The next factor to consider in work with people who have chosen abusive and violent behavior is the "state of consciousness fallacy (Bennett 1980)." In essence, many researchers fall prey to thinking groups of people are a fixed entity whose composition remains the same over time and for different issues. Often, researchers will assume that opinions and behavior of abusers are informed (during BIP classes), stable (in their opinions/values), or consistent (same for all abusers). In domestic violence research, I haven't seen many researchers consider that domestic violence offenders are incredibly ill informed about hurtful behavior in relationships (even during/after BIP classes), are very inconsistent in their attitudes and beliefs, and are highly changeable over time in several different ways. Asking questions on a Likert's style 1-5 rating test aren't going to give you outcomes that are particularly useful because of these inconsistencies.

Recently, on the AQUILA listserv, there has been some discussion about use of the term "batterer" and how that can be construed as name calling.The responses have done everything from reflecting on the history of addressing domestic violence, to the power of nuance, to the suggestion of methods to move beyond labeling.

Referencing the "state of consciousness fallacy," I think we're in a weird place on this issue. In general, most of the "public" are incredibly ill-informed about domestic violence, both in understanding victimization issues, but also in understanding perpetrators. Even among the community of professional intervention workers, our opinions are rather unstable between individuals, and in public the stable opinions I would imagine are dehumanizing about both victims/survivors and perpetrators. I can certainly admit that I fluctuate between an opinion of not using that term, but also in acknowledging that it is an accepted and readily used term within research and writing which leads to me using "batterer" or "abuser" (in fact, in this article I have fluctuated between both options several times). In general, opinions of the term are incredibly inconsistent between professionals as well.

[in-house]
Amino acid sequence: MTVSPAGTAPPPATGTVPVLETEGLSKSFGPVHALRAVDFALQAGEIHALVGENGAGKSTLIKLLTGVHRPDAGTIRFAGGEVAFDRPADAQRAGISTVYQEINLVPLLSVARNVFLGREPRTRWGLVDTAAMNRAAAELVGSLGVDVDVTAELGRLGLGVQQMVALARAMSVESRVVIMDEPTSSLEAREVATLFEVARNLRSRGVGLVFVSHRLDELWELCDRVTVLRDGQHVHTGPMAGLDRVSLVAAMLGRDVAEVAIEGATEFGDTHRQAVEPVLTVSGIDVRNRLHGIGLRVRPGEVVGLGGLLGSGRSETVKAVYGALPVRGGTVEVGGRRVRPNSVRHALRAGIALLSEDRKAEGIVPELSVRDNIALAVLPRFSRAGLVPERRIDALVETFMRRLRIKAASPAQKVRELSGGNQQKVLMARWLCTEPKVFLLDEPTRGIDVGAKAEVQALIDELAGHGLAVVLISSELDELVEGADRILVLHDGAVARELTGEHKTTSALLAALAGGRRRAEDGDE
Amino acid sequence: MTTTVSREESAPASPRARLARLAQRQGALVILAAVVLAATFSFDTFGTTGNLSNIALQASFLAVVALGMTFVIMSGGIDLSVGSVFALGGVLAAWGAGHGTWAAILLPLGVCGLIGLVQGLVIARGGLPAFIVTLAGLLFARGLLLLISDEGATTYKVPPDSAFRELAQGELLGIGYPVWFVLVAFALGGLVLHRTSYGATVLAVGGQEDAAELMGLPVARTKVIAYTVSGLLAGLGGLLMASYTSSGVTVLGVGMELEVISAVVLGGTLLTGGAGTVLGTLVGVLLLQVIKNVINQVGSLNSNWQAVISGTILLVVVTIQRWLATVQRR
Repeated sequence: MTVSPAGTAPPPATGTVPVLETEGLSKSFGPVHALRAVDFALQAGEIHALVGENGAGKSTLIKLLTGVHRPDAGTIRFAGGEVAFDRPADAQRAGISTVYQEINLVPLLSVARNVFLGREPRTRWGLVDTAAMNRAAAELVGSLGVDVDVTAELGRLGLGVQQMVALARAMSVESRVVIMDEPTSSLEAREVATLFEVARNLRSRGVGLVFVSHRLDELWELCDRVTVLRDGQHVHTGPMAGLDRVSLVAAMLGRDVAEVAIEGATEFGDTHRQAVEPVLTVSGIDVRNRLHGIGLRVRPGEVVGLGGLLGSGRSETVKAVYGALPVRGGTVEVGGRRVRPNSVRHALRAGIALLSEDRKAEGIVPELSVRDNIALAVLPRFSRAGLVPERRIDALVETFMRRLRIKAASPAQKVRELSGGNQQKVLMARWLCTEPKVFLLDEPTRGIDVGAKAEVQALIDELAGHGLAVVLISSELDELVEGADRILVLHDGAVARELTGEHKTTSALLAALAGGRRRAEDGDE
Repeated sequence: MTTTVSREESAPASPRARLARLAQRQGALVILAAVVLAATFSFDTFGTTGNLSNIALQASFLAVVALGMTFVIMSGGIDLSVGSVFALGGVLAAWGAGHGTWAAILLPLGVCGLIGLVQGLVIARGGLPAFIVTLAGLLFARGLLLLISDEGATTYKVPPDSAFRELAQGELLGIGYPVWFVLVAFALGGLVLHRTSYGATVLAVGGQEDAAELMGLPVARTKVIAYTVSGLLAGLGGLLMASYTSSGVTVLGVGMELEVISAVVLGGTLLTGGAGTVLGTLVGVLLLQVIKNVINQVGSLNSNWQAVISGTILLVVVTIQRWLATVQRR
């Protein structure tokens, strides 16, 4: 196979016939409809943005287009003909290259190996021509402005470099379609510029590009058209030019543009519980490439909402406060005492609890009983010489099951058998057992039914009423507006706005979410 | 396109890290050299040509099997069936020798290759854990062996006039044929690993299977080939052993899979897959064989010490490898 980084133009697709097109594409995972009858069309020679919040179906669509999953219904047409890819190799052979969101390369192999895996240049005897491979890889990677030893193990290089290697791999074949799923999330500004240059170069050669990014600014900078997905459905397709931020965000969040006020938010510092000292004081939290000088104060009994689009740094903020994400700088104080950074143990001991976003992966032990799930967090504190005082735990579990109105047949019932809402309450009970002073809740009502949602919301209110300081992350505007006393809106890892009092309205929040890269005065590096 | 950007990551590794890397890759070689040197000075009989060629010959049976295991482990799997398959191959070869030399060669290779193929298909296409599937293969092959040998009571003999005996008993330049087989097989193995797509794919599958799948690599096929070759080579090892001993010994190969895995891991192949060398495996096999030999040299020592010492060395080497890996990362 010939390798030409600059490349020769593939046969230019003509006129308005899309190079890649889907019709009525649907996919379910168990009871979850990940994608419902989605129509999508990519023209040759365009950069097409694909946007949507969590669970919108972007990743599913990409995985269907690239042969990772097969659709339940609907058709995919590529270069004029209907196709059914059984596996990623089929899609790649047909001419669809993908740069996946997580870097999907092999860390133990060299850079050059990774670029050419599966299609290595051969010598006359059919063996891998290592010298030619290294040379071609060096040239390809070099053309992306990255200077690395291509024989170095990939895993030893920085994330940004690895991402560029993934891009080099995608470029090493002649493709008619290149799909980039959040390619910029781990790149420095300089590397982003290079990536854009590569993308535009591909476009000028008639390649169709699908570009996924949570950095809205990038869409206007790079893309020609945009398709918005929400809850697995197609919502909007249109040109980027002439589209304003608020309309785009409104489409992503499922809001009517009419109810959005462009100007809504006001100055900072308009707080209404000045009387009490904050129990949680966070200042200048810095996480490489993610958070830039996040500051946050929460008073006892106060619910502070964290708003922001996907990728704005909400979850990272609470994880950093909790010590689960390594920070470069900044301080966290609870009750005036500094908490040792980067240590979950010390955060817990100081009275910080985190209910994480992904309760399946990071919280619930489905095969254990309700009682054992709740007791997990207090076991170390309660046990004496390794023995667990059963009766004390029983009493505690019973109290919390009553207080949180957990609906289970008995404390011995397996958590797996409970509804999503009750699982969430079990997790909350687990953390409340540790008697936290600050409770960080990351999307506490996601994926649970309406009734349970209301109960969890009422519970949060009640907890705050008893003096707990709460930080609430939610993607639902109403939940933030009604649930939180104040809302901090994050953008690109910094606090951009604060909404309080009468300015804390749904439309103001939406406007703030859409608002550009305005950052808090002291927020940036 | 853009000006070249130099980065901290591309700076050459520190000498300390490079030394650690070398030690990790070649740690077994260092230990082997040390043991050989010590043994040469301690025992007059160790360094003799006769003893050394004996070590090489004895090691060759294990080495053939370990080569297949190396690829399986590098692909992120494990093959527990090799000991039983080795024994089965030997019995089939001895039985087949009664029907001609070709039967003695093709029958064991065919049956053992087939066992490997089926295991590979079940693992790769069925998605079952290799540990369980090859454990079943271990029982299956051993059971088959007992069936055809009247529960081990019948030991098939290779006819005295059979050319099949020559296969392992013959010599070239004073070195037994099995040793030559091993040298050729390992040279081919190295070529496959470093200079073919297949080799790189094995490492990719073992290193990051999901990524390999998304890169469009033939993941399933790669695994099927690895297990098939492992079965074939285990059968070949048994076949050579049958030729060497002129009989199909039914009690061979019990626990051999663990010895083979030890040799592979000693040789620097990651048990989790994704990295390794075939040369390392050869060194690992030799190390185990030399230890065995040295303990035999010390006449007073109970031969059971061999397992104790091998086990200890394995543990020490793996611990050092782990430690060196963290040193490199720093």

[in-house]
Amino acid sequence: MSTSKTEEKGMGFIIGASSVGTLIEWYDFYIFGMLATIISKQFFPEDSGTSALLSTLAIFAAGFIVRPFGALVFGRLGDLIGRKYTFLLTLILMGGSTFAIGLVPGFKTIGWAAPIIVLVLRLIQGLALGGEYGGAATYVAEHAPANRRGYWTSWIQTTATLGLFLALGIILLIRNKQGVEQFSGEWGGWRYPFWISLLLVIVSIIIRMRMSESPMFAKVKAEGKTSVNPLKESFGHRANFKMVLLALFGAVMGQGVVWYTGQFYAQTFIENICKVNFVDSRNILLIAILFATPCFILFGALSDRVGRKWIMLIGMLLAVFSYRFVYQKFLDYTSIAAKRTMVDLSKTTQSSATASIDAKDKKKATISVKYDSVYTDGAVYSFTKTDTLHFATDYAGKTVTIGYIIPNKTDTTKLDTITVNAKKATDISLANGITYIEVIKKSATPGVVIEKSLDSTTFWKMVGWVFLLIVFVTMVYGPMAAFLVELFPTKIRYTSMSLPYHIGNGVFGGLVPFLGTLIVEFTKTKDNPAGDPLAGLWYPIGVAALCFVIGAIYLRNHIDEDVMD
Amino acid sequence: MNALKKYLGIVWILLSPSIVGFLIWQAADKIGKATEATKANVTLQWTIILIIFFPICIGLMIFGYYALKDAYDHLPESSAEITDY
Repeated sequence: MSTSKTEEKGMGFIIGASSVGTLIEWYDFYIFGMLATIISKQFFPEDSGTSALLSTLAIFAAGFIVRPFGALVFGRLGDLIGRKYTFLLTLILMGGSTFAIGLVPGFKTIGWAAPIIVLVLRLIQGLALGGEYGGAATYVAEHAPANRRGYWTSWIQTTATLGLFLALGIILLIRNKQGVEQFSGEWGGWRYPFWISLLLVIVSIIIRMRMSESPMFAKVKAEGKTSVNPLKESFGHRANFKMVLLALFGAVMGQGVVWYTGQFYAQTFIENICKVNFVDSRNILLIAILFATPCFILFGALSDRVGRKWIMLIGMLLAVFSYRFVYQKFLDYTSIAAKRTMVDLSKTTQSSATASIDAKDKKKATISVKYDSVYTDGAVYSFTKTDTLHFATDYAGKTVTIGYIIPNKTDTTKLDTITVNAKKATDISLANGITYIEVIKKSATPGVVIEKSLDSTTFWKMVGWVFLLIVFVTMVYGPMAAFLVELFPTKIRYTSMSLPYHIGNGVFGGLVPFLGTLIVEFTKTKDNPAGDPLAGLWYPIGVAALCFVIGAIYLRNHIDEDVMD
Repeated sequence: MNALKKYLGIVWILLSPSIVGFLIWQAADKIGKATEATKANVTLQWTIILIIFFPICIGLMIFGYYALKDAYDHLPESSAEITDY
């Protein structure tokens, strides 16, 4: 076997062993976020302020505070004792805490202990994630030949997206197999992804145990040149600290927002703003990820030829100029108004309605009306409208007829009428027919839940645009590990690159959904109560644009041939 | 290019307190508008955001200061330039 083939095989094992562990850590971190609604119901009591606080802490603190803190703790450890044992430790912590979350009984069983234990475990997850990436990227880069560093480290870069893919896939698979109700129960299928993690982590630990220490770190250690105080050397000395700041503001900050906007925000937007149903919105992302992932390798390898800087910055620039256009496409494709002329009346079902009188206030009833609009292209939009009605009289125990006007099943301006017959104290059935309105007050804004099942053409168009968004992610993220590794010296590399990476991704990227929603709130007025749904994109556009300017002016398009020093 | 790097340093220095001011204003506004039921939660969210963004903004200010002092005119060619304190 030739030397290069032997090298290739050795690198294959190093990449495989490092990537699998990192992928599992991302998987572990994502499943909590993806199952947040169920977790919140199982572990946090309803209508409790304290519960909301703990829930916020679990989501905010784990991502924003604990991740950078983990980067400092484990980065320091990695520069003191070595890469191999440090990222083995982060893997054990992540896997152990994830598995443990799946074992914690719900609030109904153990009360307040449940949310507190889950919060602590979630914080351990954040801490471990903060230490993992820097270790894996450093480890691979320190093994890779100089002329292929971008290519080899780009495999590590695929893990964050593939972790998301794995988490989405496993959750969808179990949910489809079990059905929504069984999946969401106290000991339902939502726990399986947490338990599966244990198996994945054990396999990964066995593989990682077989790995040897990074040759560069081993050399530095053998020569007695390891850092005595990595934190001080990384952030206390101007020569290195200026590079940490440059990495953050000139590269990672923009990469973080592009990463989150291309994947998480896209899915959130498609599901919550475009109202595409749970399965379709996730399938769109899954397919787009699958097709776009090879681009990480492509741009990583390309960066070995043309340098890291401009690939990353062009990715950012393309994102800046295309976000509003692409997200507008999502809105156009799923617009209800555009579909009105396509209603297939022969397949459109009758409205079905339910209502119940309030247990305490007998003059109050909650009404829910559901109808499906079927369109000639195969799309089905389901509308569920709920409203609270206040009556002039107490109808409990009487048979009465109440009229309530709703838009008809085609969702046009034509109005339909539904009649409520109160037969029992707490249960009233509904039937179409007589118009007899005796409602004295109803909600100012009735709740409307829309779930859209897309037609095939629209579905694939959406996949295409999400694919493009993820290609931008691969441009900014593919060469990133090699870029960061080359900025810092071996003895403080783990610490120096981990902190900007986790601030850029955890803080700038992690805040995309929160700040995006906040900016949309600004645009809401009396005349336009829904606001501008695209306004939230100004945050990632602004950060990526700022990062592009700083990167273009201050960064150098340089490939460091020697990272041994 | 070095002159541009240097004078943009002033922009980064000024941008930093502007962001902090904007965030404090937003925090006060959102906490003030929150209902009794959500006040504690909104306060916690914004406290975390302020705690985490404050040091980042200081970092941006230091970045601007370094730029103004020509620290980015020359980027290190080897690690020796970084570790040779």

The term is complicated, partly due to history, partly due to overall society having very few nuanced opinions about intimate partner violence. Even the term "domestic violence" is problematic the more we find that non-intimate partner domestic violence cases get referred for BIP.

It is going to be important to continue this dialog about terms we use, but it's also going to be critical to consider how attitudes fit into our work, and how many things we take for granted have several problems. If we ignore those problems, we're going to have a hard time moving forward in our work.

I plan on writing more about what I am finding in this book. The next article will focus a bit more on problems in domestic violence research stemming from sampling errors, response rates, question wording, and social factors in public opinion.

Monday, January 16, 2017

Is Domestic Violence a Bipartisan Issue?

By Christopher Hall
I've found comfort during several political seasons in remembering that as a society, we tend to be against domestic violence. We've reached a point in history where there are several different criminal charges that can be brought up in DV situations. Most states have guidelines and standards that create certain quality assurances for intervention programs. While I have my own political views, I can be comforted -- win or lose -- that victims and perpetrators of domestic violence will be addressed, and societal laws and politicians will work to support such efforts.

Are there differing political positions regarding domestic violence?

Let's consider the history of intervening in domestic violence. I have spent a prior article discussing some of the challenges of how the United States of America responded to the issue. The nation started on the concept of certain "unalienable human rights" and noted life, liberty, and the pursuit of happiness as the values we held to be "self-evident." At the time, being "equal" meant something very specific: male, white, an adult of age, and own land. "Equality" was only for some people, and there were several justifications as to why these rights were not to be held by all.

Relationships between men and women at that time, and for nearly 200 years after, were rigidly defined. Adult White rich men were the ones with equality so they were the ones to set the standards. Deviation from that standard, and showing care and value for women and children was perhaps looked favorably upon, but wasn't a requirement. The main focus was on maintaining the ability to control women and children—making them do things they did not want to do, and keeping them from doing things they wanted to do.